313: Abstract Algebra
Guidelines for Peer Review of Practice Problems
Last modified: 10/24/06
- Reading a solution
When you read a solution to a problem, you need to
be both respectful and skeptical. Keep in mind that the author
worked hard on the solution and she believes that it is a correct and
well written proof. Most problems in mathematics have more than
one correct solution, so remember that a solution which is
different from the one you found may still be correct. Since most
problems in mathematics have even more incorrect solutions than correct
ones, you also need to be very skeptical when you read solutions.
Ask yourself if you really know that each step of the proof is correct,
that it follows from the previous ones. Remember that even very
famous mathematicians (Fermat, Minkowski,...) have published incorrect
proofs and theorems that just plain aren't true.
- Checking for correctness
Check that the author solved the right problem and
he didn't transform it into a different problem that is not equivalent
to the original. Make sure that theorems, definitions, and
algorithms are applied correctly. Watch carefully for assumptions
that aren't part of the original problem. Check the logic.
Many students will assume the conclusion of a theorem in their proofs,
they will use an implication backwards, and so on.
- Checking that the solution is well written
The problem should be clearly stated, and the order of the
solution should be both logical and clear. The individual steps
should be roughly the same size and appropriate to the audience.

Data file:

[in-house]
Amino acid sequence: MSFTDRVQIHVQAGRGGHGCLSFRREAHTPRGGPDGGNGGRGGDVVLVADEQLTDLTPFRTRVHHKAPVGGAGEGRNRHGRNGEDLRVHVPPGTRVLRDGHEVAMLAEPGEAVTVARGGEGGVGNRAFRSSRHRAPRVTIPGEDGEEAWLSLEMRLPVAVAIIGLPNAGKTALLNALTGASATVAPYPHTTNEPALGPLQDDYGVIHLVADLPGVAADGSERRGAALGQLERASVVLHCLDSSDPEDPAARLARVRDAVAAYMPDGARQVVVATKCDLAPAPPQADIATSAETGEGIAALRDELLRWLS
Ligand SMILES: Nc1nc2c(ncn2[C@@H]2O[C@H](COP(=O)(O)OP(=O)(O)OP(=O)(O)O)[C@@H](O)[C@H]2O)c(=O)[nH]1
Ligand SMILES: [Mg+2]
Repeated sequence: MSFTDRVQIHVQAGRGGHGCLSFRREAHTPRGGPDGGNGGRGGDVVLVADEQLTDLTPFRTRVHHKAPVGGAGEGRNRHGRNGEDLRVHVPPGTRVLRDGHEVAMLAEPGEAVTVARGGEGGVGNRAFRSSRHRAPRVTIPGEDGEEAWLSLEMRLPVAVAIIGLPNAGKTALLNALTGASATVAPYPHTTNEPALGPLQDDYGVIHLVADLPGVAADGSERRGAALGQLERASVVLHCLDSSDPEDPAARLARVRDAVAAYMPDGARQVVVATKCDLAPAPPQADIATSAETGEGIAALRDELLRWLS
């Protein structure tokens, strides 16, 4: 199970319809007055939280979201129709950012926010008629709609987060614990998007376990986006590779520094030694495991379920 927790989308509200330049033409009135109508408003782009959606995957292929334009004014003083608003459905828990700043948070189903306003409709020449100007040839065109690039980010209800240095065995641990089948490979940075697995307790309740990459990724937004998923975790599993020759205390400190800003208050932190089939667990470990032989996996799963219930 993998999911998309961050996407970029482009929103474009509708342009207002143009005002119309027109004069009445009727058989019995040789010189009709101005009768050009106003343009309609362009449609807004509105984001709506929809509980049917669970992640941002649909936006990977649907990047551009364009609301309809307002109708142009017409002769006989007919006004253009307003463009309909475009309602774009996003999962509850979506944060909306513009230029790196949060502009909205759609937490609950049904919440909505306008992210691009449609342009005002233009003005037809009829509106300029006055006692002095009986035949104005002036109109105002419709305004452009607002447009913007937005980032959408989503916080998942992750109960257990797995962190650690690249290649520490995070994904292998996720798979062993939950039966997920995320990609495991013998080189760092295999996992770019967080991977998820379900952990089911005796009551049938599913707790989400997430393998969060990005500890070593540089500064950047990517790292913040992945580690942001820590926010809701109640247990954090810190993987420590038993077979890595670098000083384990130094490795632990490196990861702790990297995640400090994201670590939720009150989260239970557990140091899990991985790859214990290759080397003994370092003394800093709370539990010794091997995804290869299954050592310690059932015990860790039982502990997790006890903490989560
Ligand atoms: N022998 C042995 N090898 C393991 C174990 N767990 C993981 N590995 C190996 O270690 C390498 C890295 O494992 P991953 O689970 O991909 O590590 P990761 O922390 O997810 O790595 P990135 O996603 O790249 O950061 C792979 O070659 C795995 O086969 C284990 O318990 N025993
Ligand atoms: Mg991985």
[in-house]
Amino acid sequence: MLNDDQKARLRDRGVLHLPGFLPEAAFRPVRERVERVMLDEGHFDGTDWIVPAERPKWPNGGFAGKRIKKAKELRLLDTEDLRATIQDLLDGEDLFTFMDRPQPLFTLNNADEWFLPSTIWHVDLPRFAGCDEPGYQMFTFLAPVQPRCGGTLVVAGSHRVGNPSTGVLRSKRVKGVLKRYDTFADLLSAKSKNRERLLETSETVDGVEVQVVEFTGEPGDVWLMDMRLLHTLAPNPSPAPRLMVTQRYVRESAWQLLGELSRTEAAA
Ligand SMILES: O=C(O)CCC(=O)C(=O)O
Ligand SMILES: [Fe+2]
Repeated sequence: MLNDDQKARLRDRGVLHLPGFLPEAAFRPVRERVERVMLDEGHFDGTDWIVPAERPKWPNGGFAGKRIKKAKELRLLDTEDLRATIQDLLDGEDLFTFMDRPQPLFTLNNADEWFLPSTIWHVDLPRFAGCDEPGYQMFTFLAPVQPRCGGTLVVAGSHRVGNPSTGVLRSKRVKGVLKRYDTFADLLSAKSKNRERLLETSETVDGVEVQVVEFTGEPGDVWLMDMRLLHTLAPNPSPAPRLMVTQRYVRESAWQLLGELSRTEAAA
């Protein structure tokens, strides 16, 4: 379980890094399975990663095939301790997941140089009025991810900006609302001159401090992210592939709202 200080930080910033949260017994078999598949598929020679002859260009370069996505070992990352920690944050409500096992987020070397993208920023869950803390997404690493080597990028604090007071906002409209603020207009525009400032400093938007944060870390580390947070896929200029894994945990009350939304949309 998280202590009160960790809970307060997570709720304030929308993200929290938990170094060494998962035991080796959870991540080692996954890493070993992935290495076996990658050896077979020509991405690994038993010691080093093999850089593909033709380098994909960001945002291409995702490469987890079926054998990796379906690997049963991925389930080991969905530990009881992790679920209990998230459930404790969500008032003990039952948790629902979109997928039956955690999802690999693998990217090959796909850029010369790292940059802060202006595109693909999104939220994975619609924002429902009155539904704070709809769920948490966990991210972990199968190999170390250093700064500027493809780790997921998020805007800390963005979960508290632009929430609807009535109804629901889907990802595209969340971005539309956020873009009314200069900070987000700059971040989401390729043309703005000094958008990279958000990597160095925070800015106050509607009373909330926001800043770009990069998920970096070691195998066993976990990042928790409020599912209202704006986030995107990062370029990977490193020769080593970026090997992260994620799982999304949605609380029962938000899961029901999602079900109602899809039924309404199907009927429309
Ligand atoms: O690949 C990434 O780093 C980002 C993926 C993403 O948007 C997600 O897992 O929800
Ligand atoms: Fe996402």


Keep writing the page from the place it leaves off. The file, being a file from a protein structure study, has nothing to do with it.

The format, handwriting (or fonts), grammar, spelling, sentence
structure should enhance the readability of the solution, not obscure
Sometimes when you read a proof,
you are left with a feeling that the proof is really cool and
you now truly understand the problem. Furthermore, you think that
there couldn't possibly be a better way to proof the theorem.
is one of the signs of a good proof. On the other hand, a proof
which is long, hard, and somewhat circuitous will often
leave you with the feeling that there must be a better way to do the
problem. This may be the sign of a not-so-good proof. (It
may also signify that you don't have a good understanding of the
underlying mathematics, or that this is just a hard subject...)
Determining when a proof is good is one of the hardest parts of
reviewing someone's writing.
- Making comments
Your comments should be brief, helpful and to the
point. Your job is to point out places where the solution is not
clear or not correct; the author's job is figure out what went wrong
and how to fix it.
- Keeping track
We will discuss the best ways to keep track of each others work